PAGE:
We started our day drinking coffee on the porch outside our room overlooking the river. Our room was a bit rundown, but it was perfect for us. We found it last night, just as the rain started. It had a bed, bathroom, roof, and a safe place to put the bikes for the night.
The windows never have screens. I was trying to read last night by the light of my headlamp, but bugs kept dive-bombing my face. The upside to the lack of screens was our room was filled with fireflies.
The first 15 miles today was an easy climb, riding along the Tarazá river. Then we crossed the river and the road went straight up the mountainside. We’ve finally made it to the Andes Mountain range! When they built this road, I’m pretty sure the engineers’ thought process went something like this:
Why don’t we just pave over the existing donkey trail?
All right, now that that’s settled, who’s thirsty?
It’s steep, probably the longest climb at this grade we’ve done. Even in the granny gear, it’s a knee grinder. It’s very slow going, about 3-4mph. At that speed I feel like I’m barely moving. I am reminded of a conversation I had with some Canadian travelers in a hostel in Panama. They warned us not to miss the Panama Canal as we went over the bridge into Panama City. They travel by bus and apparently they were over the Canal before they realized they were crossing it. HA! At our speed, it’s impossible to miss anything. We get a good look at every inch of what we pass by.
It’s hot out, but not the melt-your-brains-in-your-helmet-hot, like we experienced in Central America. And there’s water everywhere, weeping out of the side of the mountain. Every so often we stop and cool off.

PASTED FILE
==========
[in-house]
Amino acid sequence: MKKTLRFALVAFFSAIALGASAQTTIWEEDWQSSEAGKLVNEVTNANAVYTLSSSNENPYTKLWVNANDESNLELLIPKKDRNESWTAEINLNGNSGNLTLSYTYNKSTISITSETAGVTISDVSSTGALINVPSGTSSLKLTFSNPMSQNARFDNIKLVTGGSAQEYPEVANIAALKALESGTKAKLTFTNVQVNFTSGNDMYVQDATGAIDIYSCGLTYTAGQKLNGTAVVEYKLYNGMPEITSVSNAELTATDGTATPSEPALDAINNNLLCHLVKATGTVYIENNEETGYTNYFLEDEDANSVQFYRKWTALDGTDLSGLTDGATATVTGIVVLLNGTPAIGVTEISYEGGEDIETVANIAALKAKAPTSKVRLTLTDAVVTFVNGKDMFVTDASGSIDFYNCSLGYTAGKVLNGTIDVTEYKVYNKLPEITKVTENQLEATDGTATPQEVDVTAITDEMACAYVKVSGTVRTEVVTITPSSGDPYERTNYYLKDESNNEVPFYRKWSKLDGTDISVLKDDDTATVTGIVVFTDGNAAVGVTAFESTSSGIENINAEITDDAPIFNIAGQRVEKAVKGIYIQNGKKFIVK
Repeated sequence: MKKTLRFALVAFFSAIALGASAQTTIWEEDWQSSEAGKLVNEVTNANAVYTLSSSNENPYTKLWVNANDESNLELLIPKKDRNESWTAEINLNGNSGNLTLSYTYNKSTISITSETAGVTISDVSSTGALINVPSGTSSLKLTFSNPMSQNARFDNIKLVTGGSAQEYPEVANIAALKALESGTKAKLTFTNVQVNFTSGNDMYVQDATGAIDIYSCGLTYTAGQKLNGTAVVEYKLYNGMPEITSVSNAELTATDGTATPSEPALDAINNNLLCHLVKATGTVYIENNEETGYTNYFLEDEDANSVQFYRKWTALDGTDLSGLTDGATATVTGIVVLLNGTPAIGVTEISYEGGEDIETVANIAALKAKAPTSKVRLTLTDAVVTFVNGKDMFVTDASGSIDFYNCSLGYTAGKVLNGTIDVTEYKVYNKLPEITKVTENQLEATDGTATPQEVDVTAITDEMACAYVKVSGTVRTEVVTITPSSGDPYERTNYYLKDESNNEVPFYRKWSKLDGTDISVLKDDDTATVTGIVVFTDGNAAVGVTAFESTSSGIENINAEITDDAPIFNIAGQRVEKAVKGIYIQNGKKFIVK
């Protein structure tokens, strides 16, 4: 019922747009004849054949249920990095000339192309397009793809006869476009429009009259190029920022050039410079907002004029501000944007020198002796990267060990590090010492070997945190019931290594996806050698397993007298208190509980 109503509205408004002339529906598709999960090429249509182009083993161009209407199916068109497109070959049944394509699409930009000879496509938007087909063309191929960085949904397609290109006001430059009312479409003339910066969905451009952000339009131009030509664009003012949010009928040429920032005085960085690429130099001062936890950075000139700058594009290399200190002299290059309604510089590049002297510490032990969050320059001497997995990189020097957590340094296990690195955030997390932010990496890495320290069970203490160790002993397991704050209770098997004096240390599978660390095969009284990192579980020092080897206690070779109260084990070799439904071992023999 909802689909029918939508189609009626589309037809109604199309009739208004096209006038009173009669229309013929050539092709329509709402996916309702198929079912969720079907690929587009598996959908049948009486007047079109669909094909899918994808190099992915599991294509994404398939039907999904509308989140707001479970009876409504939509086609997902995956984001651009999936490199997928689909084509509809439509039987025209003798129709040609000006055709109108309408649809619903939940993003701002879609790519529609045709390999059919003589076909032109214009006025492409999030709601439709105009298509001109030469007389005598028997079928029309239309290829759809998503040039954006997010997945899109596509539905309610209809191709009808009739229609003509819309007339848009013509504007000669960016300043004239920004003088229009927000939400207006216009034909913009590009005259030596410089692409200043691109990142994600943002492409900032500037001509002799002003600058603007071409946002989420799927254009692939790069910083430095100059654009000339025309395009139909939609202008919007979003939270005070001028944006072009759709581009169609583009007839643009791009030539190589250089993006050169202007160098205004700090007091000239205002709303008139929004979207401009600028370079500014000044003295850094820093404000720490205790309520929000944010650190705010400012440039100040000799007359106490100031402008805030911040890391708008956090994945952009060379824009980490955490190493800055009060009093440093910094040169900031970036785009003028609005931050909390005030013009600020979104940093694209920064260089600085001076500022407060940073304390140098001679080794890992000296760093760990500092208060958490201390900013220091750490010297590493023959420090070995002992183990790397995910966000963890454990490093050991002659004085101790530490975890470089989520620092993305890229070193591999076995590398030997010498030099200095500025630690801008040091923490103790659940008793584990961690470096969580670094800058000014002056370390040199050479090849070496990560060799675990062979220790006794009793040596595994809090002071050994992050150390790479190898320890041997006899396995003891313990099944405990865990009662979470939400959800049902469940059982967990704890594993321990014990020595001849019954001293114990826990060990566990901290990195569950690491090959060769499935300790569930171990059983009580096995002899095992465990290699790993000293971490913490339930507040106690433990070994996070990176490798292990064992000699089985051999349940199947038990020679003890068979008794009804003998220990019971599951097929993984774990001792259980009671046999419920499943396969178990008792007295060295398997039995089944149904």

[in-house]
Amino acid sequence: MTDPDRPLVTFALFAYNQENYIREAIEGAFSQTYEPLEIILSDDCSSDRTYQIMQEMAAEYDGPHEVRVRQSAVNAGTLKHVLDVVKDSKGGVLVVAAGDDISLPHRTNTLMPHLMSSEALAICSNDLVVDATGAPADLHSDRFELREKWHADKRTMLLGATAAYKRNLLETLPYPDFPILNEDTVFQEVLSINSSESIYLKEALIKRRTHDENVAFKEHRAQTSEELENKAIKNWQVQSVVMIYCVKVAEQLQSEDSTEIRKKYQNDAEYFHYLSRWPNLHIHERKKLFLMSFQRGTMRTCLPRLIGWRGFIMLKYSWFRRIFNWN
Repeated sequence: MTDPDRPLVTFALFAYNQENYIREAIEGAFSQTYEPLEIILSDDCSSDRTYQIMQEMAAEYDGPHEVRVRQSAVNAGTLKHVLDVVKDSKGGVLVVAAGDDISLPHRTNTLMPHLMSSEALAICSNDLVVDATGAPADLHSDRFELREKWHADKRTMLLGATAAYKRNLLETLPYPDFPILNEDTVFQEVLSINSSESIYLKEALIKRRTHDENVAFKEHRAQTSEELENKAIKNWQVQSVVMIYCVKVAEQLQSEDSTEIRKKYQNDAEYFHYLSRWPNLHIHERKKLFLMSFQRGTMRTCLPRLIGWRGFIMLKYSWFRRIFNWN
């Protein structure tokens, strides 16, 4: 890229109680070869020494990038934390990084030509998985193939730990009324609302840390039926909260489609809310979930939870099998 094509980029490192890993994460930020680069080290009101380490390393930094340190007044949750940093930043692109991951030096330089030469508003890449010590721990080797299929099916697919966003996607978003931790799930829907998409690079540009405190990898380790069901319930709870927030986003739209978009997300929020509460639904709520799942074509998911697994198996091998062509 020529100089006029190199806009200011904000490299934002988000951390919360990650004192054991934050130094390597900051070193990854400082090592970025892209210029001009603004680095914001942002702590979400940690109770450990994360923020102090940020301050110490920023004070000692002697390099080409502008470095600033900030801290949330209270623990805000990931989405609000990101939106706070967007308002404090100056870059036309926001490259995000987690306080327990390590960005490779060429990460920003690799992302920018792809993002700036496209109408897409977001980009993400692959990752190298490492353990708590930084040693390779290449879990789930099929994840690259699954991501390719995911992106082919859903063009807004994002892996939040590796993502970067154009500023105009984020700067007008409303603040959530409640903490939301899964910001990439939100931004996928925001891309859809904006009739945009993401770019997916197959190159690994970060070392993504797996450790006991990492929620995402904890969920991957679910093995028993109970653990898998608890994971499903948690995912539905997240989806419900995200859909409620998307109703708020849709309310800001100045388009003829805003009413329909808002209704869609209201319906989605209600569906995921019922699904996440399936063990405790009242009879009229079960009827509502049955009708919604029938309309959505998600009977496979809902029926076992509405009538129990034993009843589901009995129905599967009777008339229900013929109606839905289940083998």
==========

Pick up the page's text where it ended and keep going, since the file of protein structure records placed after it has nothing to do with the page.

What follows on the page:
We stop for lunch at a restaurant and learn the owner used to live in Massachusetts. He fixes us a typical Colombian lunch which starts with a brothy beef and potato soup, avocado, and fresh squeezed fruit juice, then the main is a plate of fried pork with rice, beans, salad, fried egg, and plantain. It’s a lot of food and runs us $4/person.
Bellies full, we continue to climb, straight into the clouds and the rain. At one point we could barely see more than 20 feet ahead. We’re on a narrow mountain road with little shoulder. We are amazed that it’s used as a trucking route. The switchbacks are so tight the trucks have to move out to the other lane to navigate around the corners. I’m amazed there were no head-on collisions. The trucks coming down are going about as slow as the ones going up. There are no runaway truck ramps, so if they lose their breaks, I guess they’re S.O.L.
waterfalls in the distance waterfalls in the distance
waterfalls in the distance
waterfalls in the distance
The views are spectacular. The landscape is so lush and green, quite a contrast to our start outside of Cartagena. We began the day around 400 feet of elevation and by the end of the day we’re up above 6600 feet. A total climb of 6611 feet, we miss our record climb by 84 feet. Dare I say, it’s chilly up here! I’m not complaining, but neither of us can feel our fingertips.
We have luck and find a hotel at a truck stop, the only business we’ve seen for miles. It looked a little dodgy at first but the old lady who showed us the room and also runs the attached restaurant was very nice. The room even has HOT water showers!
Budget hotels, delicious food, beautiful views…life is good here in Colombia 🙂